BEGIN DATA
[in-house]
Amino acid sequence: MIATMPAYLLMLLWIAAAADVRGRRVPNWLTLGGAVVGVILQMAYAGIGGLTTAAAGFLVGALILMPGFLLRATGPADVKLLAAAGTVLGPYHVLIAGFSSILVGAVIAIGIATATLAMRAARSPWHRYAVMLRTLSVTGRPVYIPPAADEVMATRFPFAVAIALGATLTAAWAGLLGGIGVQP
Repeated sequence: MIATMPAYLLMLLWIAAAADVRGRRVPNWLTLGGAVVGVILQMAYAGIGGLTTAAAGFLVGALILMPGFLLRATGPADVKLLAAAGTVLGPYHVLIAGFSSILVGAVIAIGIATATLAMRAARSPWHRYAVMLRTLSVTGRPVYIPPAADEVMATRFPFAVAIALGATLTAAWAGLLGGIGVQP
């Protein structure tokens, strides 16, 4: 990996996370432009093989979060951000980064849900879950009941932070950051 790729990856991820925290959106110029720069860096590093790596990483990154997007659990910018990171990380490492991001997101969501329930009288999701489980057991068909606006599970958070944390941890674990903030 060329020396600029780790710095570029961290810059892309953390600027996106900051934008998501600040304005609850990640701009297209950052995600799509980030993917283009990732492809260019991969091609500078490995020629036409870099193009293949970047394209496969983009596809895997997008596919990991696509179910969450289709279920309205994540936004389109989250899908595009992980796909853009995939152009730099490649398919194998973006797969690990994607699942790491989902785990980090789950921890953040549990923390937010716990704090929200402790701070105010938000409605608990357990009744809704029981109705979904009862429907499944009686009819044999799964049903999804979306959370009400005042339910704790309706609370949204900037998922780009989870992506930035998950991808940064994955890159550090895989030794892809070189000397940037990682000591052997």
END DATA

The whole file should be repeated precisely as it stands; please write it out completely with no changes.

[in-house]
Amino acid sequence: MIATMPAYLLMLLWIAAAADVRGRRVPNWLTLGGAVVGVILQMAYAGIGGLTTAAAGFLVGALILMPGFLLRATGPADVKLLAAAGTVLGPYHVLIAGFSSILVGAVIAIGIATATLAMRAARSPWHRYAVMLRTLSVTGRPVYIPPAADEVMATRFPFAVAIALGATLTAAWAGLLGGIGVQP
Repeated sequence: MIATMPAYLLMLLWIAAAADVRGRRVPNWLTLGGAVVGVILQMAYAGIGGLTTAAAGFLVGALILMPGFLLRATGPADVKLLAAAGTVLGPYHVLIAGFSSILVGAVIAIGIATATLAMRAARSPWHRYAVMLRTLSVTGRPVYIPPAADEVMATRFPFAVAIALGATLTAAWAGLLGGIGVQP
């Protein structure tokens, strides 16, 4: 990996996370432009093989979060951000980064849900879950009941932070950051 790729990856991820925290959106110029720069860096590093790596990483990154997007659990910018990171990380490492991001997101969501329930009288999701489980057991068909606006599970958070944390941890674990903030 060329020396600029780790710095570029961290810059892309953390600027996106900051934008998501600040304005609850990640701009297209950052995600799509980030993917283009990732492809260019991969091609500078490995020629036409870099193009293949970047394209496969983009596809895997997008596919990991696509179910969450289709279920309205994540936004389109989250899908595009992980796909853009995939152009730099490649398919194998973006797969690990994607699942790491989902785990980090789950921890953040549990923390937010716990704090929200402790701070105010938000409605608990357990009744809704029981109705979904009862429907499944009686009819044999799964049903999804979306959370009400005042339910704790309706609370949204900037998922780009989870992506930035998950991808940064994955890159550090895989030794892809070189000397940037990682000591052997």